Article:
'The three quicks bowled pretty good pace, they are relentless in pressure'
Australian captain Tim Paine, on Monday, conceded that the current Indian bowling attack was the best in the world and their relentless pressure on his side's batsmen was a key factor in the visiting team's maiden Test series win on Australian soil.
"This (Indian) attack was seriously good, I don't think in Australia we have given them enough credit for how relentless they are. The three quicks bowled pretty good pace, they are relentless in pressure," Paine said after the fourth and final Test at the SCG ended in a draw for India to clinch the series 2-1.
"So, it was hard work batting against their attack for seasoned Test players. For Marcus (Harris) and Travis (Head) to show they have got the game to make runs against the best attack in the world is a real positive," he said, while talking about his batsmen who had performed reasonably.
India won the first and third Tests in Adelaide and Melbourne while Australia emerged victorious in the second match in Perth. The fourth Test ended in a draw after the fifth day's play was abandoned due to inclement weather on Monday.
Paine said the Adelaide Test could have gone in his side's favour also and India won crucial moments thereafter in the series.
"The Adelaide Test, we honestly feel that we let that Test slip. We thought we had a number of opportunities during that Test to go well ahead and when those key moments came up India outplayed us to be honest. Looking back now, if we had won that Test, win Perth, outplayed in Melbourne, then a washout (in Sydney), it could have been 2-1 the other way," he said.
"It's funny, in a big series of four Tests you go back to a couple of key moments in the very first Test where we let ourselves down, or India outplayed us, and you get to the end of the series and it's really hard to take," said the wicketkeeper.
He said he was really disappointed to lose the Test series and the team felt the absence of a few players (banned Steve Smith and David Warner).
"Coming into the series, we honestly felt in Australia we could beat India. But throughout the series, more often than not, when those big moments came up, Virat has scored runs, Pujara has scored runs, Bumrah has bowled a great spell and we could not quite get through those moments. That's how you win Test matches. That's why India won this series," said Paine.
"Their best players stood up in the big moments or when they were falling behind in a game, one of their good players dragged them back into contest, or when they were in front of the game they put us out of the game like they did in Sydney and Melbourne. We can learn a lot from the way they went about it," he added.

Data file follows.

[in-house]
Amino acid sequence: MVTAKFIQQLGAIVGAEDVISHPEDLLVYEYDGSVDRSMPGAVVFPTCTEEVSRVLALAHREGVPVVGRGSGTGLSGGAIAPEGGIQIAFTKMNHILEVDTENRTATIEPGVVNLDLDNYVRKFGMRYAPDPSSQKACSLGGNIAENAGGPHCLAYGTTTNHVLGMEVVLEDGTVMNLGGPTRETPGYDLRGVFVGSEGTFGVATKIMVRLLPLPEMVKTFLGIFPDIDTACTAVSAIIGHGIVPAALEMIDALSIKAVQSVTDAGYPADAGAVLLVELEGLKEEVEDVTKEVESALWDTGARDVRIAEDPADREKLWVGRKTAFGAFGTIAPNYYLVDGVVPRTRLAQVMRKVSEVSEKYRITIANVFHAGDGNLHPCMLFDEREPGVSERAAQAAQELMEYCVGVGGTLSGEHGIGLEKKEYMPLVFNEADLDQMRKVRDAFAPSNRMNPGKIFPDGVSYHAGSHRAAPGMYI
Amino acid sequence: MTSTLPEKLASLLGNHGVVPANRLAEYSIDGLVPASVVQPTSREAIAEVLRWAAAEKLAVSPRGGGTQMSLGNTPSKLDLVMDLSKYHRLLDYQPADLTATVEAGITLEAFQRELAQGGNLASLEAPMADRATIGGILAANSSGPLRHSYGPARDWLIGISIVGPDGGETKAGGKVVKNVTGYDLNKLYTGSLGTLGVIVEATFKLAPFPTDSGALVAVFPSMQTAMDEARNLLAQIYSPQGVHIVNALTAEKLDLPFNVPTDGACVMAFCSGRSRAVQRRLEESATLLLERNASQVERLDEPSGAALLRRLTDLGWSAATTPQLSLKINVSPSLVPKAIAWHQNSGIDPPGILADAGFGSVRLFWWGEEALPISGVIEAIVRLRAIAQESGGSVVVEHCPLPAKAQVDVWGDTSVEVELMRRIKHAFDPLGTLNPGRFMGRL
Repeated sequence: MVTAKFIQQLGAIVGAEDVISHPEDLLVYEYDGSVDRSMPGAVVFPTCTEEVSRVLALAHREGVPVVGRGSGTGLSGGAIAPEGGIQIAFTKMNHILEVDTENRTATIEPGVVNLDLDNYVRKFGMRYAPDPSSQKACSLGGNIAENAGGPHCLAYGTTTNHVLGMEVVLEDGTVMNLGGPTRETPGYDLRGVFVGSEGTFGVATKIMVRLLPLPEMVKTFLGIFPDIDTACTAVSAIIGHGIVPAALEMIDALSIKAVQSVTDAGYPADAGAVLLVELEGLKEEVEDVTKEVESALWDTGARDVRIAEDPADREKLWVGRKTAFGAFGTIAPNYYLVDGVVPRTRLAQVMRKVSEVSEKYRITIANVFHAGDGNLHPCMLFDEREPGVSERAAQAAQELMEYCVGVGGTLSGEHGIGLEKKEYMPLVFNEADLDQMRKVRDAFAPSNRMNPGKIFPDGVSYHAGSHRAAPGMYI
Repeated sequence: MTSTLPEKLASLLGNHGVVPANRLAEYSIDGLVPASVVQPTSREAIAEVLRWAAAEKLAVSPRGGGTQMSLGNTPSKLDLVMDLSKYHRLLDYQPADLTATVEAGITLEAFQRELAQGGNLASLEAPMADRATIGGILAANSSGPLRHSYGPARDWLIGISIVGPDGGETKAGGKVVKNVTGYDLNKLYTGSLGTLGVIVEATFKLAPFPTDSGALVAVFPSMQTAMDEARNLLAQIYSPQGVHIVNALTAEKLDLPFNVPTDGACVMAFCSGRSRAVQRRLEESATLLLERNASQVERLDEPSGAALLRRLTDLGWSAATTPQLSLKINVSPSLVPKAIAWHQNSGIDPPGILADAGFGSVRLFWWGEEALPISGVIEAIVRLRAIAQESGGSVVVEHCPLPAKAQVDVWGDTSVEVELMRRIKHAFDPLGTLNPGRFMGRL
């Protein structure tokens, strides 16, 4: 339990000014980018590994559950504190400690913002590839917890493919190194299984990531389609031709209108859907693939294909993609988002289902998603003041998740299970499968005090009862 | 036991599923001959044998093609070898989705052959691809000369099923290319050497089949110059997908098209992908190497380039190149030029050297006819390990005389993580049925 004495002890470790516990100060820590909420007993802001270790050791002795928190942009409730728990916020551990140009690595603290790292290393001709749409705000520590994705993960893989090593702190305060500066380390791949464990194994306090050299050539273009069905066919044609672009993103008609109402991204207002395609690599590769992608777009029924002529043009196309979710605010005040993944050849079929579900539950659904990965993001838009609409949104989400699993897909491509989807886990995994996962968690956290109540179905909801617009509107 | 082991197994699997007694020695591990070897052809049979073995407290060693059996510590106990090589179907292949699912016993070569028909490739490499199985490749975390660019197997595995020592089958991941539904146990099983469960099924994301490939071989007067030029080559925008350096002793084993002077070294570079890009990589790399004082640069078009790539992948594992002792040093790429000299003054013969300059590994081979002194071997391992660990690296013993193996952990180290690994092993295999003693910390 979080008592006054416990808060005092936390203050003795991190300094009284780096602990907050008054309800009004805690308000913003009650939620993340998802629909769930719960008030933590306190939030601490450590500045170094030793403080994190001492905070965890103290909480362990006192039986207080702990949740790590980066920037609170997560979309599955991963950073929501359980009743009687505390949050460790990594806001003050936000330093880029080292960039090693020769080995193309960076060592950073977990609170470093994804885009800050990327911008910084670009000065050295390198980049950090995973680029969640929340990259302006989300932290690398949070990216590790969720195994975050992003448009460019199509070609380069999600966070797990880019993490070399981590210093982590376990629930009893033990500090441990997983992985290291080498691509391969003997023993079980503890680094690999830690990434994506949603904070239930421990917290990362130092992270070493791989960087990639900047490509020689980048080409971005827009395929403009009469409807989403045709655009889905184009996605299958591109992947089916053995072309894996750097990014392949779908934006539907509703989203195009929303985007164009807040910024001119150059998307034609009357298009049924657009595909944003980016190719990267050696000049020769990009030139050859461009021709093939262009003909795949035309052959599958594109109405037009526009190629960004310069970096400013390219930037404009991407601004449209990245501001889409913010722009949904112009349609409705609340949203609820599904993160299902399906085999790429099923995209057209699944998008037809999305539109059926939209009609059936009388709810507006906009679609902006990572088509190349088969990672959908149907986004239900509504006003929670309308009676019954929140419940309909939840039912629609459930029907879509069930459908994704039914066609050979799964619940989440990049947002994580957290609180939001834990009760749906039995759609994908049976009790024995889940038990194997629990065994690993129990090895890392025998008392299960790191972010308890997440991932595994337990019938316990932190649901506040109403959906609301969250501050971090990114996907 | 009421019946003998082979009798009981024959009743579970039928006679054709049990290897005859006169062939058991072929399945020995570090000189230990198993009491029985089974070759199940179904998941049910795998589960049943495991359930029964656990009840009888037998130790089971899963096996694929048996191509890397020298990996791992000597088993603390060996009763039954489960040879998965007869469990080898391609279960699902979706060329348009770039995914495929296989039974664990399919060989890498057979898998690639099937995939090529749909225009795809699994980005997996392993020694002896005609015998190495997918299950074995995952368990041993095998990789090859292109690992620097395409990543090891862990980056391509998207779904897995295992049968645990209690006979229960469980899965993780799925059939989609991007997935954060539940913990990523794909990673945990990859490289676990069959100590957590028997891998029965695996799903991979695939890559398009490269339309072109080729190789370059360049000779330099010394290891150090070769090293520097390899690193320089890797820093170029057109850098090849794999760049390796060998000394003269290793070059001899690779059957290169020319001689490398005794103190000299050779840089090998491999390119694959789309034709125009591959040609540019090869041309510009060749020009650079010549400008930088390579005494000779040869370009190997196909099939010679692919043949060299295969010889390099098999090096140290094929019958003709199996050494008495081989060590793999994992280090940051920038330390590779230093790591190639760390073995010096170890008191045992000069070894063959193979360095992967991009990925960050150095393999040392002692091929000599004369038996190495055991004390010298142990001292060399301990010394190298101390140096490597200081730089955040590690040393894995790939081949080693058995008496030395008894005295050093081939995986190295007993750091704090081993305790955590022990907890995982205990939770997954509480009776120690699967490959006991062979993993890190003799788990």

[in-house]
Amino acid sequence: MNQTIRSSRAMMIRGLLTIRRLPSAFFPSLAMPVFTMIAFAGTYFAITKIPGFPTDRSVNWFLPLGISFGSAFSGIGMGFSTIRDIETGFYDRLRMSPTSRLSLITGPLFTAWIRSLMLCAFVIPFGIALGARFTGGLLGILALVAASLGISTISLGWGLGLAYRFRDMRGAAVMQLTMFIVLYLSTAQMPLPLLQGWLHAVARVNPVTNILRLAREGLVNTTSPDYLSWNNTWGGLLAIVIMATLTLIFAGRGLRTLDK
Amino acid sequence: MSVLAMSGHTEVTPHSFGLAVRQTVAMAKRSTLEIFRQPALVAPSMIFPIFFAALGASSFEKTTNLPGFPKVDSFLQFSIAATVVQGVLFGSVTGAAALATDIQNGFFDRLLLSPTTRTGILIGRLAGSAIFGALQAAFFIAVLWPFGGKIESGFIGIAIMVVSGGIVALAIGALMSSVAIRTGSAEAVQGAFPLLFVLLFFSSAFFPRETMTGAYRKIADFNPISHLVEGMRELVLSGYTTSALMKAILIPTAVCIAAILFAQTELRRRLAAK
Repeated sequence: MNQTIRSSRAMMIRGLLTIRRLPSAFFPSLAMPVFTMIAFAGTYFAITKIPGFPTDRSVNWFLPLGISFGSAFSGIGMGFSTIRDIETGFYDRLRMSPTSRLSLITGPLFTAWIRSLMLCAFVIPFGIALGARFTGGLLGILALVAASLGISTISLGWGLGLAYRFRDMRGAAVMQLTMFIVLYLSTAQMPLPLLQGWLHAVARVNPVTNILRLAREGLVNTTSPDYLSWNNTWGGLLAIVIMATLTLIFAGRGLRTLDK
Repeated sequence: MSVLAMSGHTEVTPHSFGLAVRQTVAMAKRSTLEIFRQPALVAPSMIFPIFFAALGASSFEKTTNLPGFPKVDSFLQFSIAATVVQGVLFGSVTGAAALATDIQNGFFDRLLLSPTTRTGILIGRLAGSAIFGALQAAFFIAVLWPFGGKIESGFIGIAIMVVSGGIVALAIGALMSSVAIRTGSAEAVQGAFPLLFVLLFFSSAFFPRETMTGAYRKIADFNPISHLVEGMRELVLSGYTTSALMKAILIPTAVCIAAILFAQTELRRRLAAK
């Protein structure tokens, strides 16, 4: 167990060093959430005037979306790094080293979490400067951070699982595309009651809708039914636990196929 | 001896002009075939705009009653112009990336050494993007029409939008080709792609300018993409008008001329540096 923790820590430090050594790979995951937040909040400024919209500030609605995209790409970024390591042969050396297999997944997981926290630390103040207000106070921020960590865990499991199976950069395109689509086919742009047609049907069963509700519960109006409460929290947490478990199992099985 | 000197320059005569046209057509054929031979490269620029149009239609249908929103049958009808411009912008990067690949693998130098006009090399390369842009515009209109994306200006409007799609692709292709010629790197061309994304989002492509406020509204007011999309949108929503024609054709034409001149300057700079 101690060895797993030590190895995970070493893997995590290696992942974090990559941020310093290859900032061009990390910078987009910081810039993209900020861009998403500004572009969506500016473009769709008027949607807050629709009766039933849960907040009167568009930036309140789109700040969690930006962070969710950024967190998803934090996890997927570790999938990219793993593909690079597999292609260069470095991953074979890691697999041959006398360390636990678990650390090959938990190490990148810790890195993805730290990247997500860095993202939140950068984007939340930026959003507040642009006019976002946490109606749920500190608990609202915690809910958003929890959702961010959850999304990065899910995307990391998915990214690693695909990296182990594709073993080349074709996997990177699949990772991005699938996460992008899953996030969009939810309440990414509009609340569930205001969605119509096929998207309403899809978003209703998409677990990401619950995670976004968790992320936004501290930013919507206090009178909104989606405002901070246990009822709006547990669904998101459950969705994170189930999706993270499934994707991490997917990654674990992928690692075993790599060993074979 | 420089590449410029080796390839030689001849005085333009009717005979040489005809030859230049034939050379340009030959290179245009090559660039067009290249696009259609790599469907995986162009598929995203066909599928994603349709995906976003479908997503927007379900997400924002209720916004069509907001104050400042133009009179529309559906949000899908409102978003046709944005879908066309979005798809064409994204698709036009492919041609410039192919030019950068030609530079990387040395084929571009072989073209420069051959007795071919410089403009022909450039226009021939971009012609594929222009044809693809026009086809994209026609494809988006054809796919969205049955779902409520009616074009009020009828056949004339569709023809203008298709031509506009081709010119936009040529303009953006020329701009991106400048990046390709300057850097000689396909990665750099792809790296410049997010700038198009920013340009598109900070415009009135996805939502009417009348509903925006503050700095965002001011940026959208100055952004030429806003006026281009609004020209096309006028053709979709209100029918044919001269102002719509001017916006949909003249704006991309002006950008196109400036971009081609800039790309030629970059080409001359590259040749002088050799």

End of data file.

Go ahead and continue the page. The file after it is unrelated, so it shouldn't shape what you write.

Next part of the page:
Australia finished this series without a single hundred in four Tests. Paine said senior batsmen like Usman Khawaja and Shaun Marsh did not make their presence felt, even though he just stopped short of blaming them for the team's failure.
"I don't think it was just those two, I think everyone in our top seven did not play as well as we would have liked. Travis was our leading run-scorer and Marcus showed in most innings that he could make it at this level. We have got some positives there.
"The rest of us did not score enough runs, so to put that on Khawaja and Marsh is probably a little bit harsh. Both of those players we know are absolute class, we know they can score a lot of runs. We have faith in them going forward," he said.
Australia have Sri Lanka as their next Test opponents before they can fully turn attention towards the World Cup in England. Paine said that the bowling combination did not need any change, but was impressed with the way India were able to change their team as per conditions and opposition.
"All the bowlers are fully fit. Our bowlers at times bowled really well, at times they did not. Sometimes that was due to the pressure they were put under by Indian batsmen. The group of bowlers we have in this team have been fantastic for quite a while now. They did not have their absolute best series but it's not easy at this level and that can happen.
"It's ideal if you have a team where you can keep going with the same XI, but at the moment Australia probably need to chop and change occasionally to get the best combination of players. I think India do that really well, what helps with that is having great depth and they certainly have that at the moment," he signed off.